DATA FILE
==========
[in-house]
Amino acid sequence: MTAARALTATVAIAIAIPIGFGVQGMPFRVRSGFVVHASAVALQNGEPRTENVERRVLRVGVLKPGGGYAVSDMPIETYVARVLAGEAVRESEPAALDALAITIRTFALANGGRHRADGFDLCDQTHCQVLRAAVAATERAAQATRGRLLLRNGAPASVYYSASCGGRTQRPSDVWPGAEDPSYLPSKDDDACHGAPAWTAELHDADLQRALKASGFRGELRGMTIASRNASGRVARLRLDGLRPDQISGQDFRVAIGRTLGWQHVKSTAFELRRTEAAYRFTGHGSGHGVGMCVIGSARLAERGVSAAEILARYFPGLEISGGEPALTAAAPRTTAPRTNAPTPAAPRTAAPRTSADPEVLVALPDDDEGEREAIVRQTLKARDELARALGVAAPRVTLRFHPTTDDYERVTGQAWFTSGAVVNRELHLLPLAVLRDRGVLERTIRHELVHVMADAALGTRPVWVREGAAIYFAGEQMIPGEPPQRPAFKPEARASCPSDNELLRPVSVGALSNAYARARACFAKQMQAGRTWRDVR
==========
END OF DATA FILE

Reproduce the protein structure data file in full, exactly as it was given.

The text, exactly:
[in-house]
Amino acid sequence: MTAARALTATVAIAIAIPIGFGVQGMPFRVRSGFVVHASAVALQNGEPRTENVERRVLRVGVLKPGGGYAVSDMPIETYVARVLAGEAVRESEPAALDALAITIRTFALANGGRHRADGFDLCDQTHCQVLRAAVAATERAAQATRGRLLLRNGAPASVYYSASCGGRTQRPSDVWPGAEDPSYLPSKDDDACHGAPAWTAELHDADLQRALKASGFRGELRGMTIASRNASGRVARLRLDGLRPDQISGQDFRVAIGRTLGWQHVKSTAFELRRTEAAYRFTGHGSGHGVGMCVIGSARLAERGVSAAEILARYFPGLEISGGEPALTAAAPRTTAPRTNAPTPAAPRTAAPRTSADPEVLVALPDDDEGEREAIVRQTLKARDELARALGVAAPRVTLRFHPTTDDYERVTGQAWFTSGAVVNRELHLLPLAVLRDRGVLERTIRHELVHVMADAALGTRPVWVREGAAIYFAGEQMIPGEPPQRPAFKPEARASCPSDNELLRPVSVGALSNAYARARACFAKQMQAGRTWRDVR